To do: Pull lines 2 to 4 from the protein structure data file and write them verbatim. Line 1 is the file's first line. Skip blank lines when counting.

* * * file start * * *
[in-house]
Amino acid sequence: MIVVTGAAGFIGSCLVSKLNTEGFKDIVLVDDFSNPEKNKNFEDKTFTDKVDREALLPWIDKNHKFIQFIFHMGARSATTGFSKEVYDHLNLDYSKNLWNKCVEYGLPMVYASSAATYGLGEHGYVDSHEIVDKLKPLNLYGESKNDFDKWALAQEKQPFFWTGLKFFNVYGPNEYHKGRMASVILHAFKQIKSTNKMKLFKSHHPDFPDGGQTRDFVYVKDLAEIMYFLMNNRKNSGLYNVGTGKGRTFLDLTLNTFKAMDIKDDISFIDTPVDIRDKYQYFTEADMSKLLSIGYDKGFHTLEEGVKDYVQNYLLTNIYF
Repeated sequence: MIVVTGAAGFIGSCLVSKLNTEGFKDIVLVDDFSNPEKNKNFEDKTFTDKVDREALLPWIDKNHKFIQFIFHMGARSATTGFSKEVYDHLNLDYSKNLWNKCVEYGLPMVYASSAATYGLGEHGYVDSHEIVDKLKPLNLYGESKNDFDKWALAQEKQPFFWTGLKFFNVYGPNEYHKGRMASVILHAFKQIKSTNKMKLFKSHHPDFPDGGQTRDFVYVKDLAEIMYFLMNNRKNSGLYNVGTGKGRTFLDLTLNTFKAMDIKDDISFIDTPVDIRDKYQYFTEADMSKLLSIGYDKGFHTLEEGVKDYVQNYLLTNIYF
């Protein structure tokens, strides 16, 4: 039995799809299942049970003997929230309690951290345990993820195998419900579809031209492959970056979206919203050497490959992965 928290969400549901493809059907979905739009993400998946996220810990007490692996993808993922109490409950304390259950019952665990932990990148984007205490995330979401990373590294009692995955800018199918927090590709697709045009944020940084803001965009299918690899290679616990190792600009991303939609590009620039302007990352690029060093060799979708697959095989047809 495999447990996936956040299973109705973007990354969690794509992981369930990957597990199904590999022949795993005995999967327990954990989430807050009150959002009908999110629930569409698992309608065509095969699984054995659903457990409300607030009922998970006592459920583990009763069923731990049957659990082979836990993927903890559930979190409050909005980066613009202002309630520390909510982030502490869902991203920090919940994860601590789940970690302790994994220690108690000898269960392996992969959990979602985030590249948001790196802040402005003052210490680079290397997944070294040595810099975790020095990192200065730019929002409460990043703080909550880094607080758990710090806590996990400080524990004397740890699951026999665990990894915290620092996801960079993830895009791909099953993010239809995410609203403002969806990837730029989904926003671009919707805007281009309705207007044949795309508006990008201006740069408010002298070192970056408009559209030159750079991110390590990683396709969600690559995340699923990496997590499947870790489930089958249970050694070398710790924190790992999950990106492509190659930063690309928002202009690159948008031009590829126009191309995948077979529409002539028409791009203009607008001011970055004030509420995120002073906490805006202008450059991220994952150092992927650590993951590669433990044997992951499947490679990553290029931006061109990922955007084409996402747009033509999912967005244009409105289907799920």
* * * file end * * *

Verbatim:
Amino acid sequence: MIVVTGAAGFIGSCLVSKLNTEGFKDIVLVDDFSNPEKNKNFEDKTFTDKVDREALLPWIDKNHKFIQFIFHMGARSATTGFSKEVYDHLNLDYSKNLWNKCVEYGLPMVYASSAATYGLGEHGYVDSHEIVDKLKPLNLYGESKNDFDKWALAQEKQPFFWTGLKFFNVYGPNEYHKGRMASVILHAFKQIKSTNKMKLFKSHHPDFPDGGQTRDFVYVKDLAEIMYFLMNNRKNSGLYNVGTGKGRTFLDLTLNTFKAMDIKDDISFIDTPVDIRDKYQYFTEADMSKLLSIGYDKGFHTLEEGVKDYVQNYLLTNIYF
Repeated sequence: MIVVTGAAGFIGSCLVSKLNTEGFKDIVLVDDFSNPEKNKNFEDKTFTDKVDREALLPWIDKNHKFIQFIFHMGARSATTGFSKEVYDHLNLDYSKNLWNKCVEYGLPMVYASSAATYGLGEHGYVDSHEIVDKLKPLNLYGESKNDFDKWALAQEKQPFFWTGLKFFNVYGPNEYHKGRMASVILHAFKQIKSTNKMKLFKSHHPDFPDGGQTRDFVYVKDLAEIMYFLMNNRKNSGLYNVGTGKGRTFLDLTLNTFKAMDIKDDISFIDTPVDIRDKYQYFTEADMSKLLSIGYDKGFHTLEEGVKDYVQNYLLTNIYF
């Protein structure tokens, strides 16, 4: 039995799809299942049970003997929230309690951290345990993820195998419900579809031209492959970056979206919203050497490959992965 928290969400549901493809059907979905739009993400998946996220810990007490692996993808993922109490409950304390259950019952665990932990990148984007205490995330979401990373590294009692995955800018199918927090590709697709045009944020940084803001965009299918690899290679616990190792600009991303939609590009620039302007990352690029060093060799979708697959095989047809 495999447990996936956040299973109705973007990354969690794509992981369930990957597990199904590999022949795993005995999967327990954990989430807050009150959002009908999110629930569409698992309608065509095969699984054995659903457990409300607030009922998970006592459920583990009763069923731990049957659990082979836990993927903890559930979190409050909005980066613009202002309630520390909510982030502490869902991203920090919940994860601590789940970690302790994994220690108690000898269960392996992969959990979602985030590249948001790196802040402005003052210490680079290397997944070294040595810099975790020095990192200065730019929002409460990043703080909550880094607080758990710090806590996990400080524990004397740890699951026999665990990894915290620092996801960079993830895009791909099953993010239809995410609203403002969806990837730029989904926003671009919707805007281009309705207007044949795309508006990008201006740069408010002298070192970056408009559209030159750079991110390590990683396709969600690559995340699923990496997590499947870790489930089958249970050694070398710790924190790992999950990106492509190659930063690309928002202009690159948008031009590829126009191309995948077979529409002539028409791009203009607008001011970055004030509420995120002073906490805006202008450059991220994952150092992927650590993951590669433990044997992951499947490679990553290029931006061109990922955007084409996402747009033509999912967005244009409105289907799920």